October 12, 2013 02:27 am
    @reef hhhhhhhhhhhhhh keep dreaming ! i swear on god that is not true :) we still away better than any pathetic african country ! nice try :D
  • Reef says:
    October 12, 2013 02:33 am HUNGER IN EGYPT REPORTED BY UN.. READ
  • Reef says:
    October 12, 2013 02:35 am
    Upon all the $1.55 BILLION in AID from YANKEE... hunger is still killing egyptians...I thought it was only violence...didnt know there was hunger too.. dessert dwellers...n u wanna compare a dessert to a tropical,fertile land...U r [email protected]
  • milky says:
    October 12, 2013 04:38 am
    you swear to God that that article is not true?!! I also swear to God that the sky is red and not blue..haha...c'mon bro. Egypt used to be great not anymore.
  • Moe says:
    October 12, 2013 04:32 am
    You are only a fan, Cant decide where and under what conditions games will be played, Arab soldiers are mean looking ??? No wonder white people dare to walk in black neighborhoods in day light. Both Ghana and Egyptian players,officials and fans ll be blown apart!!! ARE YOU SERIES !! Are all Ghana people are as stupid as you ?
  • Moe says:
    October 12, 2013 04:18 am
    Who the **** you calling IDIOTS ? NEGOR
  • Ghanaman says:
    October 12, 2013 05:46 am
    Dumb shit. That video is 2 years old. Ghana since then has had one of the fastest growing economies. Egypt is also VERY poor. Most of the country lives along the nile. 80 million rats relying on only one source of water. When Ethiopia builds that dam you will die of thirst you donkey
  • Ghanaman says:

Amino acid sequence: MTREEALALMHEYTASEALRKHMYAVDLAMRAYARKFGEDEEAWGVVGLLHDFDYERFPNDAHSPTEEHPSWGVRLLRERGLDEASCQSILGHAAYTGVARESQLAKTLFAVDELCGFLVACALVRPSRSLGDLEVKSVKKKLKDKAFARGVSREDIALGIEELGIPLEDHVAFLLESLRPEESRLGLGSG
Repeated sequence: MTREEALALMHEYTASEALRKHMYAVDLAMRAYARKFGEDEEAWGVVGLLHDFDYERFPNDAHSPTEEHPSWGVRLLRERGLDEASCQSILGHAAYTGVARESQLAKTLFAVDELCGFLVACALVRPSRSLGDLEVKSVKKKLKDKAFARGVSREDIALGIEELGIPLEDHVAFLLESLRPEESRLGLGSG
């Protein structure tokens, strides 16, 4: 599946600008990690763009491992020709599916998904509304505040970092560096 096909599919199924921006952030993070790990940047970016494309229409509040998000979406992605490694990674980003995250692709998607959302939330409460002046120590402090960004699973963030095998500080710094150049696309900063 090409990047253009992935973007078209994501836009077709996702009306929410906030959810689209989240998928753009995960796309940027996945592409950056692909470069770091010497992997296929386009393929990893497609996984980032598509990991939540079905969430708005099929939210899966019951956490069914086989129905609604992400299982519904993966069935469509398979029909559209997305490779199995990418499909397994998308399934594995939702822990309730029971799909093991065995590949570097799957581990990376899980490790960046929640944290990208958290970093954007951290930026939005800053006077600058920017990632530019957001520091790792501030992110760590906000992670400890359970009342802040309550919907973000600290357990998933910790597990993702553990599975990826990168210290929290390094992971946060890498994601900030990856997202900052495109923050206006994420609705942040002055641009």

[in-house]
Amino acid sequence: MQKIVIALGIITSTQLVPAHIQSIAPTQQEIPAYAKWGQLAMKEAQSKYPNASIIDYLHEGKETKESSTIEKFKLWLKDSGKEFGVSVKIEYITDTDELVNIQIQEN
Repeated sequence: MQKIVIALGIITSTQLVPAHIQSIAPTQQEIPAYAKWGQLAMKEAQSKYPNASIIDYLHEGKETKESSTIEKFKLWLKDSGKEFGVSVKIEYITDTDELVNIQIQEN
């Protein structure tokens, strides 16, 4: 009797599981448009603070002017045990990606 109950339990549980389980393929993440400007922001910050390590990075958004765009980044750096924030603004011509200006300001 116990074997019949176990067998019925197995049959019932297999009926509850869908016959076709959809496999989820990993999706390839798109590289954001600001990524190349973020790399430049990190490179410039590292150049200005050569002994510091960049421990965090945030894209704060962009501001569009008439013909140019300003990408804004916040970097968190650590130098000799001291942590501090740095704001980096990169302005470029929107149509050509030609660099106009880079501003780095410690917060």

October 12, 2013 05:51 am
    Poverty and food insecurity in Egypt have risen significantly over the last three years, according to a joint reports released today by the United Nations food agency and partners. An estimated 13.7 million Egyptians or 17 per cent of the population suffered from food insecurity in 2011, compared to 14 per cent in 2009, according to the report by UN World Food Programme (WFP) and the Egyptian Central Agency for Public Mobilization and Statistics (CAPMAS). “This increase in food insecurity, malnutrition and poverty rates has not happened overnight, during this year or even during the past year,” said WFP Egypt Representative and Country Director GianPietro Bordignon. “People’s inability to have adequate and nutritious food is largely attributed to rising poverty rates and a succession of crises from 2005 - including the avian influenza epidemic in 2006, the food, fuel and financial crises of 2007–09 and a challenging macroeconomic context in recent years.” The report also shows that twice as many people moved into poverty as moved out, with less money to spend on food, according to The Status of Poverty and Food Security in Egypt: Analysis and Policy Recommendations based on analysis of the CAPMAS 2011 Household Income and Expenditure and Consumption Survey (HIECS). Findings show that the poorest families spend more than half of their average households on food and often buy less expensive, less nutritious food. Malnutrition is up, with 31 per cent of children under five years of age stunted, up from 23 per cent in 2005. The UN World Health Organization (WHO) considers the “high” range of 30-39. “Stunting, reflecting chronic malnutrition is irreversible and stops children reaching their full physical and mental potential,” WFP said in a news release. “In nine governorates across all regions in 2011, just over half of children under five were estimated to suffer from anaemia, classified as a ‘severe public health problem’ by the WHO.” Food subsidies in the form of a ration card system in Egypt “are not designed to resolve all poverty-related challenges,” according to a joint policy paper released today by WPF and the International Food Policy Research Institute (IFPRI). Nearly 70 per cent of the population receives ration cards but 19 per cent of the most vulnerable population are excluded, according to ‘Tackling Egypt’s Rising Food Insecurity in Times of Transition.’
  • Ghanaman says:
    October 12, 2013 05:52 am